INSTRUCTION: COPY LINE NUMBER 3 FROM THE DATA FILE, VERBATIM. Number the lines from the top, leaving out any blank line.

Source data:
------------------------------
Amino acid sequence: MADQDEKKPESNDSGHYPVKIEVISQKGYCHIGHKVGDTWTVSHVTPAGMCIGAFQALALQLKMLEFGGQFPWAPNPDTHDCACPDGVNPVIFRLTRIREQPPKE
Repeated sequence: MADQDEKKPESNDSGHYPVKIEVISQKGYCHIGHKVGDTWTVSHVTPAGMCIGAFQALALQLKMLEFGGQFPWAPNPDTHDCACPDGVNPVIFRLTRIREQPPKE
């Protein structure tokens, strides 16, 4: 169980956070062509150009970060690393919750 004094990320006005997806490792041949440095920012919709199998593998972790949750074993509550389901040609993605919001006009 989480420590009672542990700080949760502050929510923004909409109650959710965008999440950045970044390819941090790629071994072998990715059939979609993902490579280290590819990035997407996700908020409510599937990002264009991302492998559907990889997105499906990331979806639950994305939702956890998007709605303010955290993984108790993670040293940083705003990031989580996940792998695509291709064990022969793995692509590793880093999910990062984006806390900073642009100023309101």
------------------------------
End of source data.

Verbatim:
């Protein structure tokens, strides 16, 4: 169980956070062509150009970060690393919750 004094990320006005997806490792041949440095920012919709199998593998972790949750074993509550389901040609993605919001006009 989480420590009672542990700080949760502050929510923004909409109650959710965008999440950045970044390819941090790629071994072998990715059939979609993902490579280290590819990035997407996700908020409510599937990002264009991302492998559907990889997105499906990331979806639950994305939702956890998007709605303010955290993984108790993670040293940083705003990031989580996940792998695509291709064990022969793995692509590793880093999910990062984006806390900073642009100023309101």